The microembossing process is carried out at a temperature higher than the Tg of the embossable composition. A heated male mold or a heated housing substrate against which the mold presses may be used to control the microembossing temperature and pressure.
The mold may be released during or after the embossable composition is hardened to reveal an array of microcups (10). The hardening of the embossable composition may be accomplished by cooling, solvent evaporation, cross-linking by radiation, heat or moisture. If the curing of the embossable composition is accomplished by UV radiation, UV may radiate onto the embossable composition through the transparent conductor layer. Alternatively, UV lamps may be placed inside the mold. In this case, the mold must be transparent to allow the UV light to radiate through the pre-patterned male mold on to the embossable composition.
A thin primer layer (13) is optionally precoated onto the conductor layer to improve the release properties of the mold. The composition of the primer layer may be the same or different from the embossing composition.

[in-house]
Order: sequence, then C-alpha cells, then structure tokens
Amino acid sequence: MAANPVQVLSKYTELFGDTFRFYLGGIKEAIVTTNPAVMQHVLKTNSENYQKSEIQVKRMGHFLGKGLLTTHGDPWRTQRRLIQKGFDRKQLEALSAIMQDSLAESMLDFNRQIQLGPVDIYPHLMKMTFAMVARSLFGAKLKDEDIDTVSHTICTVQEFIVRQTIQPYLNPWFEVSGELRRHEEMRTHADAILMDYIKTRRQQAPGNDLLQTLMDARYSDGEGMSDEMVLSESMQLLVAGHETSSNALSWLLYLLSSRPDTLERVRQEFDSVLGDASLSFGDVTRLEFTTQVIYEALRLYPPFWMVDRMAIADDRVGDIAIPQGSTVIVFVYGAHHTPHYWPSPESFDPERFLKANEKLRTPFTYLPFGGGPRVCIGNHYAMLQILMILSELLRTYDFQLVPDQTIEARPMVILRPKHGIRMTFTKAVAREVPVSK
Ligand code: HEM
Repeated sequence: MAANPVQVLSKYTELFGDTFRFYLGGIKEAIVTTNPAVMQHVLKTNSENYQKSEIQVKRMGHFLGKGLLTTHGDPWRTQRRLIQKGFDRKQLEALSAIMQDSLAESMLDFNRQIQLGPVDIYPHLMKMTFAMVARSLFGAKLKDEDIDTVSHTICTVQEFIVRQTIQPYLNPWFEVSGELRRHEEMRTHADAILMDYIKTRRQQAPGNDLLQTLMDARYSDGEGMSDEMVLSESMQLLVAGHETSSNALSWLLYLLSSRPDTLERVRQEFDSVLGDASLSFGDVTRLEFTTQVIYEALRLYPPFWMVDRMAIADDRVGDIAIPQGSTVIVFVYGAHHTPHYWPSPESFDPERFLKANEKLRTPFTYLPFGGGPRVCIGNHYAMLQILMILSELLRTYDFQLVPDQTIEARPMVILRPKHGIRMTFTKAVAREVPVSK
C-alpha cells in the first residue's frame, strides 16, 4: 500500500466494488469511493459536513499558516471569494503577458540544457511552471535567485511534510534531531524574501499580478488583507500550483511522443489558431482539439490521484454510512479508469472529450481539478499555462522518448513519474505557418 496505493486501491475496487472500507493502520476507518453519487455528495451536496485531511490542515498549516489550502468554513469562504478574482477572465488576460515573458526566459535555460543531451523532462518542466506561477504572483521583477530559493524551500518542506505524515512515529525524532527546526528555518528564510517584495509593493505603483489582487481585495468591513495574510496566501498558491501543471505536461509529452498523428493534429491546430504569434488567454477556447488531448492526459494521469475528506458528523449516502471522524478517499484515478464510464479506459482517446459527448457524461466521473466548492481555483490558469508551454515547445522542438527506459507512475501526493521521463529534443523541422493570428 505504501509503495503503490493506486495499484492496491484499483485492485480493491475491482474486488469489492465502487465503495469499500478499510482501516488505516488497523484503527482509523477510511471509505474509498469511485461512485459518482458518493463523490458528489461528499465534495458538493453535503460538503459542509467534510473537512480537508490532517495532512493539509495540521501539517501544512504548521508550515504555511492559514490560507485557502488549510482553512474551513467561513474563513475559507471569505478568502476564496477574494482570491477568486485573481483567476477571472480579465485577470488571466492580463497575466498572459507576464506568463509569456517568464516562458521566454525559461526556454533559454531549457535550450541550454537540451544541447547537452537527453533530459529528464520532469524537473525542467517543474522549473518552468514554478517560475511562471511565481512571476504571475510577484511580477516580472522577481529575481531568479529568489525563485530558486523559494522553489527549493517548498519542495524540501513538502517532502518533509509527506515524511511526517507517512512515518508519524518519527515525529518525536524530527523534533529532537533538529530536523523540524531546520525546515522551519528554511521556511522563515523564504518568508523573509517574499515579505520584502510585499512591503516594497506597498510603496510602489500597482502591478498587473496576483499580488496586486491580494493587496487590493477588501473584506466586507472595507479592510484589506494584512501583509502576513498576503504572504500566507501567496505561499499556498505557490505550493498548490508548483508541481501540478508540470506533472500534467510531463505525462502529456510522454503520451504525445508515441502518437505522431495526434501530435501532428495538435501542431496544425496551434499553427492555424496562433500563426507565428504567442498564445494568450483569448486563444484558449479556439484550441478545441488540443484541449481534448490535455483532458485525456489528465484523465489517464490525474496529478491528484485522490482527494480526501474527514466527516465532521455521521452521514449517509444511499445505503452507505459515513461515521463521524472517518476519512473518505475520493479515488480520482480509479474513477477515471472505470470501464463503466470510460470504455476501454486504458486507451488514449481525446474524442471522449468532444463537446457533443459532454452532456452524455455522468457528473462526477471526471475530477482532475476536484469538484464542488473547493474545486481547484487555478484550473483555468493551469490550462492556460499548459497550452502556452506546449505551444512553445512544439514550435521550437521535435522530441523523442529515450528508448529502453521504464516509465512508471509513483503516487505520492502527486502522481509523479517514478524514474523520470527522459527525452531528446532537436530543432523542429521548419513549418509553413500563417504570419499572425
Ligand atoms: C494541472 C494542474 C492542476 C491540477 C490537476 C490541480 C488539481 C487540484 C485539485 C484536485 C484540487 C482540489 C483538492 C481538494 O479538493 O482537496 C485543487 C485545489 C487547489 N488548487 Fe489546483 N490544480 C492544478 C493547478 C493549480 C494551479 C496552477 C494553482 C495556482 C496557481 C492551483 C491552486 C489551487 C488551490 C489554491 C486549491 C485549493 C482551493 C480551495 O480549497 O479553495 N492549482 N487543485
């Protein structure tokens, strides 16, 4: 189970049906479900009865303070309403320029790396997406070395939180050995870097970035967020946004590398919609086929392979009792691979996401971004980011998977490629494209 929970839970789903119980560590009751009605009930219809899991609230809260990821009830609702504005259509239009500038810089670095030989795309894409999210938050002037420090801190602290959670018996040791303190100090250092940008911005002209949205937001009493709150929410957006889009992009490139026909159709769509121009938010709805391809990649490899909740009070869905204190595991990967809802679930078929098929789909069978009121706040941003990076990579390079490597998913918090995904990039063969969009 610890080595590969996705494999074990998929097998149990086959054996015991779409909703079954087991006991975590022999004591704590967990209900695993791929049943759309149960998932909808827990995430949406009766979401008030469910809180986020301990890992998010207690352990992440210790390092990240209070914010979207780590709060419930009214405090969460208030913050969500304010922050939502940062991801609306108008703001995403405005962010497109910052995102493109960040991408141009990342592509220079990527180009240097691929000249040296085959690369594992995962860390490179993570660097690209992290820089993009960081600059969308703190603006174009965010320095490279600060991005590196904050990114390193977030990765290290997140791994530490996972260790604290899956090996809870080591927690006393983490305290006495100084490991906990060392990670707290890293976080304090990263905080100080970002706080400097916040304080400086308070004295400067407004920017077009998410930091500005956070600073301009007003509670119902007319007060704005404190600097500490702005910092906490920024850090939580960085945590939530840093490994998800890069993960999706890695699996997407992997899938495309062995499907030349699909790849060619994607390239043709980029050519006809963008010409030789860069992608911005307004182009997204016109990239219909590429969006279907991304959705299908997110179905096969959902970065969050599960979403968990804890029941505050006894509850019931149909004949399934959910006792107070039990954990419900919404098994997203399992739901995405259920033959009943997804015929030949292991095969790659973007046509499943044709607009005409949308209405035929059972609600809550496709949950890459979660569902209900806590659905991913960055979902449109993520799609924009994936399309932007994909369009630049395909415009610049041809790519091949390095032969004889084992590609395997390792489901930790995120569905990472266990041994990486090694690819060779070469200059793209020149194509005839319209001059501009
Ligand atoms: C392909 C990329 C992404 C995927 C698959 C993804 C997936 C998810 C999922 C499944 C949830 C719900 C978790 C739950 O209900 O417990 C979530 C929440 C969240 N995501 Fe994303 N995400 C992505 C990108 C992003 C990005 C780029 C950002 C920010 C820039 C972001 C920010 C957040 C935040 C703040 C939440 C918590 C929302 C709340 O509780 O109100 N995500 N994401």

In general, the dimension of individual cells may be in the range of about 102 to about 106 μm2, preferably from about 103 to about 105 μm2. The depth of the cells may be in the range of about 3 to about 100 microns, preferably from about 10 to about 50 microns. The ratio between the area of openings to the total area of the microcup array may be in the range of from about 0.05 to about 0.95, preferably from about 0.4 to about 0.9. The width or length of the openings may be in the range of from about 15 to about 450 μm, preferably from about 25 to about 250 μm, from edge to edge of the openings.